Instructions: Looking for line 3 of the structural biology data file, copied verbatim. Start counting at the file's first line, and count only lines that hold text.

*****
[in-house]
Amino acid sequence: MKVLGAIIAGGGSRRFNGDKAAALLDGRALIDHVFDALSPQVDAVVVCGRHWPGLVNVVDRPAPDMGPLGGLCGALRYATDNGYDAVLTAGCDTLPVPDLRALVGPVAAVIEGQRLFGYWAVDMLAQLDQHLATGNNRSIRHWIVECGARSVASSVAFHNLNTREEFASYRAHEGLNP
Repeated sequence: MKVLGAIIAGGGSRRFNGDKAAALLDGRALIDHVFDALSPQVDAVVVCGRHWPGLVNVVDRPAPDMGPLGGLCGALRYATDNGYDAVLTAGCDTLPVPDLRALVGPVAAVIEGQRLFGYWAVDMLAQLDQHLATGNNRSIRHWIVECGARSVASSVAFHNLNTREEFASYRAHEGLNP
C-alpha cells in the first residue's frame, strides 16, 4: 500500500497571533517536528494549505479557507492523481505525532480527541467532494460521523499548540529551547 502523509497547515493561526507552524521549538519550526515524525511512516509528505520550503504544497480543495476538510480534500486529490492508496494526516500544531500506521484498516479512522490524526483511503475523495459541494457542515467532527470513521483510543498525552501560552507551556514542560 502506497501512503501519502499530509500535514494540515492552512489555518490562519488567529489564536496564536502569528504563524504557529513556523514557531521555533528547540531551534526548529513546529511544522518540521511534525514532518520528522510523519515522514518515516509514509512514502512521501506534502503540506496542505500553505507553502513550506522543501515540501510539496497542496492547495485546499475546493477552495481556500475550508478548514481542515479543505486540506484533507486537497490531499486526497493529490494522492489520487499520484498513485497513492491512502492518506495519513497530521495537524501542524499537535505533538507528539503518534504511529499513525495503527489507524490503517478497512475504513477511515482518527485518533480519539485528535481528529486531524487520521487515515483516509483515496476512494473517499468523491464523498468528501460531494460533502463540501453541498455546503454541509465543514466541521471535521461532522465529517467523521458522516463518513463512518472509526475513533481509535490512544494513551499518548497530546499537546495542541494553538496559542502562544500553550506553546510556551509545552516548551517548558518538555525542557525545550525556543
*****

Repeated sequence: MKVLGAIIAGGGSRRFNGDKAAALLDGRALIDHVFDALSPQVDAVVVCGRHWPGLVNVVDRPAPDMGPLGGLCGALRYATDNGYDAVLTAGCDTLPVPDLRALVGPVAAVIEGQRLFGYWAVDMLAQLDQHLATGNNRSIRHWIVECGARSVASSVAFHNLNTREEFASYRAHEGLNP